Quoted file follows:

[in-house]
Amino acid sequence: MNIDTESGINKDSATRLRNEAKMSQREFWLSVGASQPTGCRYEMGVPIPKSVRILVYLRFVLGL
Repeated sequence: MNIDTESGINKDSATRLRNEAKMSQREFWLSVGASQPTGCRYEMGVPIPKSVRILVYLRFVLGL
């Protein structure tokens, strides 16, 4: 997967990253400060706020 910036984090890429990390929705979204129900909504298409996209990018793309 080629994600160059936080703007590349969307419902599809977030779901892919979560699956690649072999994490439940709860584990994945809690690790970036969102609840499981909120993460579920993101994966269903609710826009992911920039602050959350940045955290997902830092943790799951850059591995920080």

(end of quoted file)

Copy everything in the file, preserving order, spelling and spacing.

[in-house]
Amino acid sequence: MNIDTESGINKDSATRLRNEAKMSQREFWLSVGASQPTGCRYEMGVPIPKSVRILVYLRFVLGL
Repeated sequence: MNIDTESGINKDSATRLRNEAKMSQREFWLSVGASQPTGCRYEMGVPIPKSVRILVYLRFVLGL
């Protein structure tokens, strides 16, 4: 997967990253400060706020 910036984090890429990390929705979204129900909504298409996209990018793309 080629994600160059936080703007590349969307419902599809977030779901892919979560699956690649072999994490439940709860584990994945809690690790970036969102609840499981909120993460579920993101994966269903609710826009992911920039602050959350940045955290997902830092943790799951850059591995920080």